Inside a Bronx warehouse, an oversized disco ball illuminates more than 150 actors in ’90s garb, showing off their duck walks and vogueing skills to the tune of "I Got the Power" by SNAP.
"Save your energy for when the cameras are rolling!" Emmy-winning producer Ryan Murphy says.
A few minutes later, he calls "action" on the fourth episode of the second season of his record-breaking TV drama, "Pose."
It’s a ballroom scene, full of the vibrant talent and style found in the city’s real-life underground competitive LGBTQ dance and runway world. That’s partially thanks to Murphy’s careful eye — he stops filming a handful of times to correct the slightest of movements for authenticity. But mostly, it’s due to the LGBTQ talent scouted from Manhattan’s actual balls.
Aside from the leading cast, which includes several trans actors new to the industry, the day’s shoot features a cameo performance by the Bronx’s Leiomy Maldonado (aka the "Wonder Woman of Vogue") and was choreographed by ball consultant Twiggy Pucci Garçon.
"It’s all about them telling us what to do," Murphy says of his approach to recreating balls of the late ’80s and early ’90s. "It’s choreographed, directed or produced by somebody in the community."
Before standing in a warehouse space with the cast and crew to produce a party, Murphy says ball scripts are brought to six show consultants, like Twiggy, so he can ask, "what would this actually be?"
"They tell us, then we rewrite it and give it to them again," he explains.
"It’s less around running it by me and more about turning it visually into what he wants to see," Twiggy adds. "I think the translation is constant."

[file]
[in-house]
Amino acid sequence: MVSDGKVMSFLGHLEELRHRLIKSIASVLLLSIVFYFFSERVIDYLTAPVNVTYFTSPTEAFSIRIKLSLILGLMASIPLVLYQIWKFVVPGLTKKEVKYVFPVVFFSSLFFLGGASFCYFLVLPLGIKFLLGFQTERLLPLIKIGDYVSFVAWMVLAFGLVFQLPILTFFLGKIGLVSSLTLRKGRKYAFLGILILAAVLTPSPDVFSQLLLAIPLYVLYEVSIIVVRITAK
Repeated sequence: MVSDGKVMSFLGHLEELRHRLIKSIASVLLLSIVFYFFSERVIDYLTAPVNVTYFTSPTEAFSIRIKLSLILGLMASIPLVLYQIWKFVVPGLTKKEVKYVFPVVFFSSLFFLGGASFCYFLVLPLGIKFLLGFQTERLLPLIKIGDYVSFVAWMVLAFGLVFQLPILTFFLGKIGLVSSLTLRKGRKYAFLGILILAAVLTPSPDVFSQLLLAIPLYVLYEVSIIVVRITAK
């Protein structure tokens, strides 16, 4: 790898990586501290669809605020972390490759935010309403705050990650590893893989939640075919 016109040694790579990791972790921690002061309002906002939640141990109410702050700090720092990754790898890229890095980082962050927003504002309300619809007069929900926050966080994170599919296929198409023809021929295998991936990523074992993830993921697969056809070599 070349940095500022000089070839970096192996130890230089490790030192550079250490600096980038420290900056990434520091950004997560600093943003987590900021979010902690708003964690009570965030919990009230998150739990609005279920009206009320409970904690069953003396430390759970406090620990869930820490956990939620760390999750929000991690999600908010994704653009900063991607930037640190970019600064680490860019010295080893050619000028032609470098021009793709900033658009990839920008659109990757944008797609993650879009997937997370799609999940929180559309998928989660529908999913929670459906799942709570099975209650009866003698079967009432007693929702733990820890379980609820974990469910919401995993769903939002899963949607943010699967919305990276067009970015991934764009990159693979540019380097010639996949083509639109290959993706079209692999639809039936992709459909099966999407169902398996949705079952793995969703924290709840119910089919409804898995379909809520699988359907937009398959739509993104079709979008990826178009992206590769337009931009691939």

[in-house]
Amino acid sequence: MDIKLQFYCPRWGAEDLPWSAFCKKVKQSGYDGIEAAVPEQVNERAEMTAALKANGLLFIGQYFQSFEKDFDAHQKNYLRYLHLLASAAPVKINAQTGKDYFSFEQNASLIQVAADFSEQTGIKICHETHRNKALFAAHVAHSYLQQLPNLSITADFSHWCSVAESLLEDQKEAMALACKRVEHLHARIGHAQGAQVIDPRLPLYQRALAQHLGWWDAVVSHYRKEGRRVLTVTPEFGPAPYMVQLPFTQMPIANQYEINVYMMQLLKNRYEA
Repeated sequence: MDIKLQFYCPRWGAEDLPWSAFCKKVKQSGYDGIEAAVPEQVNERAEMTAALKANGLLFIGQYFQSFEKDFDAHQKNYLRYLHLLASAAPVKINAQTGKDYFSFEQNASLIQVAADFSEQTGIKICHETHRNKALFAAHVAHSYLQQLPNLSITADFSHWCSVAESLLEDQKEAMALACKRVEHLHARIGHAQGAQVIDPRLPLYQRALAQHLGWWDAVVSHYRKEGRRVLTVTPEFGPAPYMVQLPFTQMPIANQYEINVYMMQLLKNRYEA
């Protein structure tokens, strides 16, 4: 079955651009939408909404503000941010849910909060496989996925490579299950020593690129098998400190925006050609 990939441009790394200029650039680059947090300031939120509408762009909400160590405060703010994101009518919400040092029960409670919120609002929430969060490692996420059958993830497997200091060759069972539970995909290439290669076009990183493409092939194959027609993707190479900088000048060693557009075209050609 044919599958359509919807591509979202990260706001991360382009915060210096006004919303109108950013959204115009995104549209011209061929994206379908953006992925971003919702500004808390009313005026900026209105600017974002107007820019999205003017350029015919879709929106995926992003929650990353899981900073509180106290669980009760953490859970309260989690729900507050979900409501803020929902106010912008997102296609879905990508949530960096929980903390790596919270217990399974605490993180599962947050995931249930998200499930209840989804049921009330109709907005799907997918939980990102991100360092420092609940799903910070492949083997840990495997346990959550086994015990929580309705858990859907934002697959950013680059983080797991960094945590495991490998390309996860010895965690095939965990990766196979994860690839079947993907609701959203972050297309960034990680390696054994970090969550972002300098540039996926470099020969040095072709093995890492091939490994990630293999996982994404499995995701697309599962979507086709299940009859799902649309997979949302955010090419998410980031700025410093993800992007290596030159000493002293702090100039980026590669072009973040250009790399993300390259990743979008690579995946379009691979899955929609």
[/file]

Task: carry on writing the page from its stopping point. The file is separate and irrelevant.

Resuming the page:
That ongoing conversation has led the show’s ball recreations to be praised for its detailed and accurate representation of the free-spirited LGBTQ gatherings that thrived in the mid-80s.
"’Pose’ is doing a great job at showing the aspects of what goes on in the scene," says M.J. Rodriguez, who plays Blanca in the series. "There is a bit of fantasy, but that’s what TV requires. For the most part, I think it’s doing 99.9 percent of what needs to be done and doing it justice."
Ball competitions in season 2 are bigger and more elaborate as they intertwine with the personal stories of each character. Balls are typically all about the clothes, and the moves, but at this particular party, it’s different.
Pray Tell (Billy Porter) is onstage calling out the category. It’s lofting, which is similar to break-dancing. House cliques form to fan their favorites as fog from a nearby machine clouds the background.
High on the success of Madonna’s chart-topping single, "Vogue," the community is celebrating what just may be their ticket to visibility. A Madonna-esque Candy, played by Angelica Ross, bursts onto the floor to compete, and is met by backlash from a judgy Pray Tell.
"Candy wants to be seen. She’s been struggling since season 1," Ross says. "Good things rarely happen to girls like her … but she sees herself as a star and a performer, just like Madonna."
What is first just another ball scene, quickly becomes one of the most influential moments of Ross’ career to date.
It’s her character’s last ballroom scene, and one she steals to serve as a voice for black transgender women. A mere 15 minutes later, Candy is found dead in a motel room, in an apparent homicide.
Murphy and co-executive producer Janet Mock manage to offset the glittering world of ballroom with a groundbreaking storyline about the violence that trans women of color still face in 2019.
The heartbreaking plot comes smooth and packs a powerful punch for the series that’s already sparked conversations about the AIDS crisis, ACT UP protests and the historic die-in at St. Patrick’s Cathedral.
Murphy admits bringing a drama that tells such stories to major-network television wasn’t an easy feat.
"There was a group of us who just got tired of being told, ‘no.’ Why can’t we tell our stories or have characters who reflect our point of view?" Murphy says, referring to himself and series co-creator and writer, Steven Canals.
Canals faced two years of "nos" from Hollywood before landing a "yes" when the script ended up in Murphy’s lap.
"I love the show so much because it’s a real story to me," he says. "The last season will be in ’95-’96 when they developed the anti-viral drugs to help fight off HIV. To me, the show has always been about the demolition of a community that refused to be silenced and stopped. I find that very moving."
He continues: "The show is about a group of marginalized people who are saying: ‘I have a right to be here.’"